Targeted silencing of Jab1/Csn5 in human cells downregulates SCF activity through reduction of F-box protein levels
Gregory A Cope1,3 and Raymond J Deshaies1,2
1Department of Biology, California Institute of Technology Pasadena, CA 91125, USA
2Howard Hughes Medical Institute, 4000 Jones Bridge Road, Chevy Chase, MD, 20815-6789, USA
3Department of Biology, Stanford University, Palo Alto, CA 94305, USA
SCF ubiquitin ligases target numerous proteins for ubiquitin dependent proteolysis, including p27 and cyclin E. SCF and other cullin-RING ligases (CRLs) are regulated by the ubiquitin-like protein Nedd8 that covalently modifies the cullin subunit. The removal of Nedd8 is catalyzed by the Jab1/MPN domain metalloenzyme (JAMM) motif within the Csn5 subunit of the Cop9 Signalosome.
Here, we conditionally knock down Csn5 expression in HEK293 human cells using a doxycycline-inducible shRNA system. Cullin levels were not altered in CSN-deficient human cells, but the levels of multiple F-box proteins were decreased. Molecular analysis indicates that this decrease was due to increased Cul1- and proteasome-dependent turnover. Diminished F-box levels resulted in reduced SCF activity, as evidenced by accumulation of two substrates of the F-box protein Fbw7, cyclin E and c-myc, in Csn5-depleted cells.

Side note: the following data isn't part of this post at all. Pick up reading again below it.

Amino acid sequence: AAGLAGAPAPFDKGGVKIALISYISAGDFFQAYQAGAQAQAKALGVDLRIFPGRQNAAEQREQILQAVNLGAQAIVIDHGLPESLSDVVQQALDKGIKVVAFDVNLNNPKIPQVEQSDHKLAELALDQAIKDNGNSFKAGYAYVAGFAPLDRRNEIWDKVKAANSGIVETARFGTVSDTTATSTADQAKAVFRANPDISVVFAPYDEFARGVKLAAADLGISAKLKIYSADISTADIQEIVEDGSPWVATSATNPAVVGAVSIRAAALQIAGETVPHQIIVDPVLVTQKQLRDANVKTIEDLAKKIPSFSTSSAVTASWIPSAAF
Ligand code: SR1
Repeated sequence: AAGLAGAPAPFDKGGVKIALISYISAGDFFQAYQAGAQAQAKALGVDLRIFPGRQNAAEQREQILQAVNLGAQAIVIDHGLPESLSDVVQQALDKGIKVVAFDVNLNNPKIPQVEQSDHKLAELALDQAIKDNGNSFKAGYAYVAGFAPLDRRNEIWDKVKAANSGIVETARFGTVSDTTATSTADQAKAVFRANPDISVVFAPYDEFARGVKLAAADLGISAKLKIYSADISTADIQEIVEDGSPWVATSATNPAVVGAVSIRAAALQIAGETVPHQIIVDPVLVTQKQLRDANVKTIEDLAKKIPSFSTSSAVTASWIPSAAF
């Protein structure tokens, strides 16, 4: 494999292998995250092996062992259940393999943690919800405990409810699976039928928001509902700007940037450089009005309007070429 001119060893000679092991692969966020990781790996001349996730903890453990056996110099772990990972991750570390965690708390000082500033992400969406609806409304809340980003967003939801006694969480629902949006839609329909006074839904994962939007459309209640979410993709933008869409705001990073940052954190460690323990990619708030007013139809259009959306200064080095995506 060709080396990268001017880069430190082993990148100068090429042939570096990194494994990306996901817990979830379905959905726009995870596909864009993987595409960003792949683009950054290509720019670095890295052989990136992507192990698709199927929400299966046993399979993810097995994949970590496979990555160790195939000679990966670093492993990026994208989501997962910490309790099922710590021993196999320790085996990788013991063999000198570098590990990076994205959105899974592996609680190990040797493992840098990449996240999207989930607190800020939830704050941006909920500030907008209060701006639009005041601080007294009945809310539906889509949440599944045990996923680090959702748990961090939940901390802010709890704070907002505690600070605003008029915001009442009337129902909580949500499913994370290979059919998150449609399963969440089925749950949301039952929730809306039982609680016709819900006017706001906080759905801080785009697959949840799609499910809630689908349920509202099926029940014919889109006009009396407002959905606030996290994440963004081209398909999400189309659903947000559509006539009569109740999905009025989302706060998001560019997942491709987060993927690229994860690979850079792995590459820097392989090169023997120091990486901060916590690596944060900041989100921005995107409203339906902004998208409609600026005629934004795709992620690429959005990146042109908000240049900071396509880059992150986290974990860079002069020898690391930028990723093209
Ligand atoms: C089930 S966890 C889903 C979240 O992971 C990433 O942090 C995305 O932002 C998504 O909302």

We propose that deneddylation of Cul1 is required to sustain optimal activity of SCF ubiquitin ligases by repressing 'autoubiquitination' of F-box proteins within SCF complexes, thereby rescuing them from premature degradation.
BMC Biochemistry 2006, 7:1. This is an Open Access article distributed under the terms of the Creative Commons Attribution License.